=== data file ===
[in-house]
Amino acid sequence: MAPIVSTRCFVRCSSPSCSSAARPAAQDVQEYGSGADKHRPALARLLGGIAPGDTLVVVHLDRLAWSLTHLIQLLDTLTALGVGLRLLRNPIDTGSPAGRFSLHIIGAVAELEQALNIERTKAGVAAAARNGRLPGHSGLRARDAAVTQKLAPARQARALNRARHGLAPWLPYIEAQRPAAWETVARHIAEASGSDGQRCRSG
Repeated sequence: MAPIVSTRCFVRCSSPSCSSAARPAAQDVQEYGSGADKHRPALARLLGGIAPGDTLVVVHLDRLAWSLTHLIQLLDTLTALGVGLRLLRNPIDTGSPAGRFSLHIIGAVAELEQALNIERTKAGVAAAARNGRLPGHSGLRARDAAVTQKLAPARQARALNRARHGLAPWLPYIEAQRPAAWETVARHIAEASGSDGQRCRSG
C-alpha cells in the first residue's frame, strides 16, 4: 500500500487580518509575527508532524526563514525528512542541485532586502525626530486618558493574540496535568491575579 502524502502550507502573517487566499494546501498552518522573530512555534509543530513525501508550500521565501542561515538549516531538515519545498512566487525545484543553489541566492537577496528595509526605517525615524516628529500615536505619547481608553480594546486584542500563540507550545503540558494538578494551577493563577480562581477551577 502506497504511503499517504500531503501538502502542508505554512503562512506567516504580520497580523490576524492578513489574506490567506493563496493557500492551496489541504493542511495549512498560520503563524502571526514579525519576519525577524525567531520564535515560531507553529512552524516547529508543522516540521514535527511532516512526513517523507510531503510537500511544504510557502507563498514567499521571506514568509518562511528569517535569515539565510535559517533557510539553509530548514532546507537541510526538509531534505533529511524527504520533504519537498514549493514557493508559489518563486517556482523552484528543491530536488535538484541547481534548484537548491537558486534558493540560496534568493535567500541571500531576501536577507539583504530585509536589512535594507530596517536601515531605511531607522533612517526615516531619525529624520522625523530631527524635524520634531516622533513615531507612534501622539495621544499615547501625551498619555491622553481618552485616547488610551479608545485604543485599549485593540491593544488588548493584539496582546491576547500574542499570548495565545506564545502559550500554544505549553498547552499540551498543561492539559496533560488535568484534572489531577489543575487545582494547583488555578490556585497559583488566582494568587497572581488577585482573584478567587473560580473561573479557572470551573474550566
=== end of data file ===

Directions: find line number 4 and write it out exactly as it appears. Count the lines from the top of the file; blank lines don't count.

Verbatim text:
C-alpha cells in the first residue's frame, strides 16, 4: 500500500487580518509575527508532524526563514525528512542541485532586502525626530486618558493574540496535568491575579 502524502502550507502573517487566499494546501498552518522573530512555534509543530513525501508550500521565501542561515538549516531538515519545498512566487525545484543553489541566492537577496528595509526605517525615524516628529500615536505619547481608553480594546486584542500563540507550545503540558494538578494551577493563577480562581477551577 502506497504511503499517504500531503501538502502542508505554512503562512506567516504580520497580523490576524492578513489574506490567506493563496493557500492551496489541504493542511495549512498560520503563524502571526514579525519576519525577524525567531520564535515560531507553529512552524516547529508543522516540521514535527511532516512526513517523507510531503510537500511544504510557502507563498514567499521571506514568509518562511528569517535569515539565510535559517533557510539553509530548514532546507537541510526538509531534505533529511524527504520533504519537498514549493514557493508559489518563486517556482523552484528543491530536488535538484541547481534548484537548491537558486534558493540560496534568493535567500541571500531576501536577507539583504530585509536589512535594507530596517536601515531605511531607522533612517526615516531619525529624520522625523530631527524635524520634531516622533513615531507612534501622539495621544499615547501625551498619555491622553481618552485616547488610551479608545485604543485599549485593540491593544488588548493584539496582546491576547500574542499570548495565545506564545502559550500554544505549553498547552499540551498543561492539559496533560488535568484534572489531577489543575487545582494547583488555578490556585497559583488566582494568587497572581488577585482573584478567587473560580473561573479557572470551573474550566